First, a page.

Choosing to disobey God brought/brings consequences (Leviticus 26:14-46, Deuteronomy 28:15-68, I Kings 13:1-26, Nehemiah 9:26-27, Isaiah 3:8, and II Thessalonians 1:7-9).
God has long told His people NOT to go to Egypt for help (Isaiah 30:1-3, Isaiah 36:1-7, Jeremiah 37:6-9, and Jeremiah 42:19).
Judah’s problem was that they trusted in the strength of men rather than of God (Psalms 118:8-9, Proverbs 21:30-31, Psalms 118:8-9, and Isaiah 2:22).
God sees their looking to Egypt for help as an act of rebellion against Him (Ezekiel 17:12-19).
4. Were the hearts of Johanan and the people really set on obeying God?
No: “(19) The Lord hath said concerning you, O ye remnant of Judah; Go ye not into Egypt: know certainly that I have admonished you this day. (20) For ye dissembled in your hearts, when ye sent me unto the Lord your God, saying, Pray for us unto the Lord our God; and according unto all that the Lord our God shall say, so declare unto us, and we will do it. (21) And now I have this day declared it to you; but ye have not obeyed the voice of the Lord your God, nor any thing for the which he hath sent me unto you. (22) Now therefore know certainly that ye shall die by the sword, by the famine, and by the pestilence, in the place whither ye desire to go and to sojourn” (Jeremiah 42:19-22).
It has long been the practice in Israel that God would send prophets to warn the people and the people would not listen (II Chronicles 24:19).
Jeremiah did his part in warning them not to go to Egypt (Ezekiel 3:17-21).
Jeremiah called them out because they “dissembled” [deceived] in their hearts when they wanted Jeremiah to pray for them and promised to do what God said (Proverbs 26:24-28; cf. Psalms 12:1-3, Psalms 28:3, Psalms 55:21, Jeremiah 12:6, and Matthew 15:7-9).
Though taught, they didn’t obey (Ezekiel 2:1-7).
Their disobedience brought God’s judgment upon them (Jeremiah 14:10-12).
5. Was Jeremiah able to convince the people not to go to Egypt?
No, and they justified themselves by accusing Jeremiah of lying: “(1) And it came to pass, that when Jeremiah had made an end of speaking unto all the people all the words of the Lord their God, for which the Lord their God had sent him to them, even all these words, (2) Then spake Azariah the son of Hoshaiah, and Johanan the son of Kareah, and all the proud men, saying unto Jeremiah, Thou speakest falsely: the Lord our God hath not sent thee to say, Go not into Egypt to sojourn there: (3) But Baruch the son of Neriah setteth thee on against us, for to deliver us into the hand of the Chaldeans, that they might put us to death, and carry us away captives into Babylon. (4) So Johanan the son of Kareah, and all the captains of the forces, and all the people, obeyed not the voice of the Lord, to dwell in the land of Judah. (5) But Johanan the son of Kareah, and all the captains of the forces, took all the remnant of Judah, that were returned from all nations, whither they had been driven, to dwell in the land of Judah; (6) Even men, and women, and children, and the king's daughters, and every person that Nebuzaradan the captain of the guard had left with Gedaliah the son of Ahikam the son of Shaphan, and Jeremiah the prophet, and Baruch the son of Neriah. (7) So they came into the land of Egypt: for they obeyed not the voice of the Lord: thus came they even to Tahpanhes” (Jeremiah 43:1-7).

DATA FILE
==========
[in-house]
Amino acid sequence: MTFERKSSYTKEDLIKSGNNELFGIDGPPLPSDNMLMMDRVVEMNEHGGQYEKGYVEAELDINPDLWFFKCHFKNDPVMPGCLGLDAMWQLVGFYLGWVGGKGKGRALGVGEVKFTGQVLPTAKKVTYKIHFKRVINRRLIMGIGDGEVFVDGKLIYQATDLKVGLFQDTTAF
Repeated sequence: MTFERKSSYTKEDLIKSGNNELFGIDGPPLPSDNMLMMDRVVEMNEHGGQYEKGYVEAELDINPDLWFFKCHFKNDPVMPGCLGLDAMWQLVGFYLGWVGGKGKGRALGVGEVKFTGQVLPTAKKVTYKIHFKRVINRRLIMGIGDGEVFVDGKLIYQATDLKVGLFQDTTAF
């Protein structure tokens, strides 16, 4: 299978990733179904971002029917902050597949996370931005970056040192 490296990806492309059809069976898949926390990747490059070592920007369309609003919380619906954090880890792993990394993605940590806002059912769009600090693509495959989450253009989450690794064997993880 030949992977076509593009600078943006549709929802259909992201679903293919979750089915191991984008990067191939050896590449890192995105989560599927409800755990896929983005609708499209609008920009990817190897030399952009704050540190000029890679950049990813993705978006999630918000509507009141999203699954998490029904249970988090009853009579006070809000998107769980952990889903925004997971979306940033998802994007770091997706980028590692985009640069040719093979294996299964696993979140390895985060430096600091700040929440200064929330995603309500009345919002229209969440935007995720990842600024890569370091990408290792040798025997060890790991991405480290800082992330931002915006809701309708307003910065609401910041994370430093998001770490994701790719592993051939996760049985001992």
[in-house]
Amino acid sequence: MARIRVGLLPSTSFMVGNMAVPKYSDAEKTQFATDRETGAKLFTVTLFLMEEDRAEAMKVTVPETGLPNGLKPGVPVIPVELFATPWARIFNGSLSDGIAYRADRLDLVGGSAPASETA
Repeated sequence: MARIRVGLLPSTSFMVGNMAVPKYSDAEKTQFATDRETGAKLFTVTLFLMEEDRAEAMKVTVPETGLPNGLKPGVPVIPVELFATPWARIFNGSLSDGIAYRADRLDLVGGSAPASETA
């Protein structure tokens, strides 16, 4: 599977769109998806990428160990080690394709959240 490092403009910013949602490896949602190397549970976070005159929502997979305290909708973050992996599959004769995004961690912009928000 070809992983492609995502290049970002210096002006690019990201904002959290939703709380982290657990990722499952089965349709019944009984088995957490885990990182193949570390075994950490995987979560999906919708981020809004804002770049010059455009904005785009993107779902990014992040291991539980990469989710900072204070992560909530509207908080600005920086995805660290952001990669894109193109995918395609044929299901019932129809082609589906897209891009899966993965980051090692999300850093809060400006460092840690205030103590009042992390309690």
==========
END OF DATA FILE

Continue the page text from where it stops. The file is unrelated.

The proud men arose with Azariah and Johanan (Psalms 12:3, Psalms 119:21, and Proverbs 16:18).
Jeremiah has been oft opposed by the people (Jeremiah 1:19, Jeremiah 20:7-12, and Jeremiah 26:10-11).
They chose disobedience – they’ll face the consequences (Proverbs 1:24-31).
6. What did God have Jeremiah say concerning what was to come of Egypt?
God had Jeremiah prophesy of destruction concerning Egypt at the hand of the king of Babylon: “(8) Then came the word of the Lord unto Jeremiah in Tahpanhes, saying, (9) Take great stones in thine hand, and hide them in the clay in the brickkiln, which is at the entry of Pharaoh's house in Tahpanhes, in the sight of the men of Judah; (10) And say unto them, Thus saith the Lord of hosts, the God of Israel; Behold, I will send and take Nebuchadrezzar the king of Babylon, my servant, and will set his throne upon these stones that I have hid; and he shall spread his royal pavilion over them. (11) And when he cometh, he shall smite the land of Egypt, and deliver such as are for death to death; and such as are for captivity to captivity; and such as are for the sword to the sword. (12) And I will kindle a fire in the houses of the gods of Egypt; and he shall burn them, and carry them away captives: and he shall array himself with the land of Egypt, as a shepherd putteth on his garment; and he shall go forth from thence in peace. (13) He shall break also the images of Bethshemesh, that is in the land of Egypt; and the houses of the gods of the Egyptians shall he burn with fire” (Jeremiah 43:8-13).
Jeremiah goes to Egypt [Tahpanhes; Jeremiah 44:1] to deliver this message.
God had Jeremiah show them that Nebuchadrezzar the king of Babylon, God’s servant (Jeremiah 25:9 and Jeremiah 27:6), would take much of Egypt (Ezekiel 29:19-20).
Egypt would face death, captivity, etc. at the hand of Nebuchadrezzar the king of Babylon (II Kings 24:7, Jeremiah 46:1-26, and Ezekiel 30:1–32:32).